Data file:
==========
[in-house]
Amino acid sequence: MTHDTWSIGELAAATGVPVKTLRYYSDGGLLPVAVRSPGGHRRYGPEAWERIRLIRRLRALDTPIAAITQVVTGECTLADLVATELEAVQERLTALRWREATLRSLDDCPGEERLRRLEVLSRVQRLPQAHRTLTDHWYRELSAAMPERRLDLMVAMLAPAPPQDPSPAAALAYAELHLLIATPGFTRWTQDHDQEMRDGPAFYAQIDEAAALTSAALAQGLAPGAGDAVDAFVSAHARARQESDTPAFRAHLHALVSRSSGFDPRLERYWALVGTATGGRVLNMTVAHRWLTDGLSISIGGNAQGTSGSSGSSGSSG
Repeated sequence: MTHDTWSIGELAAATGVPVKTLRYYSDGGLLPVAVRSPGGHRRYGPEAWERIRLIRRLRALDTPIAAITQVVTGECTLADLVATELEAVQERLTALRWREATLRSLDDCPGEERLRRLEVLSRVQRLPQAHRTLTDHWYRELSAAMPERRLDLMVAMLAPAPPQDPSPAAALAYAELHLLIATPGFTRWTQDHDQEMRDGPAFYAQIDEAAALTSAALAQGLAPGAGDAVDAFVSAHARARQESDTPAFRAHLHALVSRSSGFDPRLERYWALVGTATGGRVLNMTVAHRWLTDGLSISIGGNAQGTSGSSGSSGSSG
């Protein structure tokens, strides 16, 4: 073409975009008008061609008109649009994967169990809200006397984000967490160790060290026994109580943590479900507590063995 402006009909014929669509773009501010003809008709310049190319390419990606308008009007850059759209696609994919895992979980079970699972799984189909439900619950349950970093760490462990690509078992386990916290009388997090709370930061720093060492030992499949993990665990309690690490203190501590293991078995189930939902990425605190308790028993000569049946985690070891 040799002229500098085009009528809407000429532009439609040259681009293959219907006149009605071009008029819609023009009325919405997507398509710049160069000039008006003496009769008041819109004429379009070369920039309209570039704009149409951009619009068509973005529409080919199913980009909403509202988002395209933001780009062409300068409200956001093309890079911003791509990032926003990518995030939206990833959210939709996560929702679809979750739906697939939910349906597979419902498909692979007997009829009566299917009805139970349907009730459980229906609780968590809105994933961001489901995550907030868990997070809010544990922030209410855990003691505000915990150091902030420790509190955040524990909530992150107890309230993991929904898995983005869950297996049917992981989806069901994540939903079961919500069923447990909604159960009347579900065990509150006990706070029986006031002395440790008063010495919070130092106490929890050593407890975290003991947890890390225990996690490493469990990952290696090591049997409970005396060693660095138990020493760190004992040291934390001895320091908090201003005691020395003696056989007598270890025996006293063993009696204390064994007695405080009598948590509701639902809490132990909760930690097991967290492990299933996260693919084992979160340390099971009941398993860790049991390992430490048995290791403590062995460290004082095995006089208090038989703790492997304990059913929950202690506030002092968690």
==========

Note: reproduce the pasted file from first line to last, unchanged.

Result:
[in-house]
Amino acid sequence: MTHDTWSIGELAAATGVPVKTLRYYSDGGLLPVAVRSPGGHRRYGPEAWERIRLIRRLRALDTPIAAITQVVTGECTLADLVATELEAVQERLTALRWREATLRSLDDCPGEERLRRLEVLSRVQRLPQAHRTLTDHWYRELSAAMPERRLDLMVAMLAPAPPQDPSPAAALAYAELHLLIATPGFTRWTQDHDQEMRDGPAFYAQIDEAAALTSAALAQGLAPGAGDAVDAFVSAHARARQESDTPAFRAHLHALVSRSSGFDPRLERYWALVGTATGGRVLNMTVAHRWLTDGLSISIGGNAQGTSGSSGSSGSSG
Repeated sequence: MTHDTWSIGELAAATGVPVKTLRYYSDGGLLPVAVRSPGGHRRYGPEAWERIRLIRRLRALDTPIAAITQVVTGECTLADLVATELEAVQERLTALRWREATLRSLDDCPGEERLRRLEVLSRVQRLPQAHRTLTDHWYRELSAAMPERRLDLMVAMLAPAPPQDPSPAAALAYAELHLLIATPGFTRWTQDHDQEMRDGPAFYAQIDEAAALTSAALAQGLAPGAGDAVDAFVSAHARARQESDTPAFRAHLHALVSRSSGFDPRLERYWALVGTATGGRVLNMTVAHRWLTDGLSISIGGNAQGTSGSSGSSGSSG
């Protein structure tokens, strides 16, 4: 073409975009008008061609008109649009994967169990809200006397984000967490160790060290026994109580943590479900507590063995 402006009909014929669509773009501010003809008709310049190319390419990606308008009007850059759209696609994919895992979980079970699972799984189909439900619950349950970093760490462990690509078992386990916290009388997090709370930061720093060492030992499949993990665990309690690490203190501590293991078995189930939902990425605190308790028993000569049946985690070891 040799002229500098085009009528809407000429532009439609040259681009293959219907006149009605071009008029819609023009009325919405997507398509710049160069000039008006003496009769008041819109004429379009070369920039309209570039704009149409951009619009068509973005529409080919199913980009909403509202988002395209933001780009062409300068409200956001093309890079911003791509990032926003990518995030939206990833959210939709996560929702679809979750739906697939939910349906597979419902498909692979007997009829009566299917009805139970349907009730459980229906609780968590809105994933961001489901995550907030868990997070809010544990922030209410855990003691505000915990150091902030420790509190955040524990909530992150107890309230993991929904898995983005869950297996049917992981989806069901994540939903079961919500069923447990909604159960009347579900065990509150006990706070029986006031002395440790008063010495919070130092106490929890050593407890975290003991947890890390225990996690490493469990990952290696090591049997409970005396060693660095138990020493760190004992040291934390001895320091908090201003005691020395003696056989007598270890025996006293063993009696204390064994007695405080009598948590509701639902809490132990909760930690097991967290492990299933996260693919084992979160340390099971009941398993860790049991390992430490048995290791403590062995460290004082095995006089208090038989703790492997304990059913929950202690506030002092968690």